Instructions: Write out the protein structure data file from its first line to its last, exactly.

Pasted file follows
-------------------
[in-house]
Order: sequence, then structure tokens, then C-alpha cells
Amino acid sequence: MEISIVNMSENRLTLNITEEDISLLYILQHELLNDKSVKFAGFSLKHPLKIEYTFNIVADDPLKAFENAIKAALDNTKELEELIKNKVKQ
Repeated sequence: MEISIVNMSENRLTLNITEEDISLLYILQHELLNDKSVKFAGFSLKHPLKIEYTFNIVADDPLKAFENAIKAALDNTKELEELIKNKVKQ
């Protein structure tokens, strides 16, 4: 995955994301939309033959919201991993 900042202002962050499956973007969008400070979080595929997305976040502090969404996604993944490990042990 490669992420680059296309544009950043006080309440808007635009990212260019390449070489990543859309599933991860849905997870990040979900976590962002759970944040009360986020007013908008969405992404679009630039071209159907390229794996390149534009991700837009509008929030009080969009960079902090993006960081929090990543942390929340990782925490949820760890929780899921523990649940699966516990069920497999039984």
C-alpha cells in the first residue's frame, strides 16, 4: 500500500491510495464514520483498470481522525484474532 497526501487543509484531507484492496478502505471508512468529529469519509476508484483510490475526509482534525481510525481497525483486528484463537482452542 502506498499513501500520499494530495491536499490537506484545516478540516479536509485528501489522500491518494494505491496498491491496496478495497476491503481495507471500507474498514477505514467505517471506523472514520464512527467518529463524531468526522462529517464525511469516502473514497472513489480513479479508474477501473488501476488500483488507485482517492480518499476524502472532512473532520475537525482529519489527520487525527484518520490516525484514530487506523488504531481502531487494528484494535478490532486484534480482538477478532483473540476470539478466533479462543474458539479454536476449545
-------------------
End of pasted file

[in-house]
Order: sequence, then structure tokens, then C-alpha cells
Amino acid sequence: MEISIVNMSENRLTLNITEEDISLLYILQHELLNDKSVKFAGFSLKHPLKIEYTFNIVADDPLKAFENAIKAALDNTKELEELIKNKVKQ
Repeated sequence: MEISIVNMSENRLTLNITEEDISLLYILQHELLNDKSVKFAGFSLKHPLKIEYTFNIVADDPLKAFENAIKAALDNTKELEELIKNKVKQ
């Protein structure tokens, strides 16, 4: 995955994301939309033959919201991993 900042202002962050499956973007969008400070979080595929997305976040502090969404996604993944490990042990 490669992420680059296309544009950043006080309440808007635009990212260019390449070489990543859309599933991860849905997870990040979900976590962002759970944040009360986020007013908008969405992404679009630039071209159907390229794996390149534009991700837009509008929030009080969009960079902090993006960081929090990543942390929340990782925490949820760890929780899921523990649940699966516990069920497999039984």
C-alpha cells in the first residue's frame, strides 16, 4: 500500500491510495464514520483498470481522525484474532 497526501487543509484531507484492496478502505471508512468529529469519509476508484483510490475526509482534525481510525481497525483486528484463537482452542 502506498499513501500520499494530495491536499490537506484545516478540516479536509485528501489522500491518494494505491496498491491496496478495497476491503481495507471500507474498514477505514467505517471506523472514520464512527467518529463524531468526522462529517464525511469516502473514497472513489480513479479508474477501473488501476488500483488507485482517492480518499476524502472532512473532520475537525482529519489527520487525527484518520490516525484514530487506523488504531481502531487494528484494535478490532486484534480482538477478532483473540476470539478466533479462543474458539479454536476449545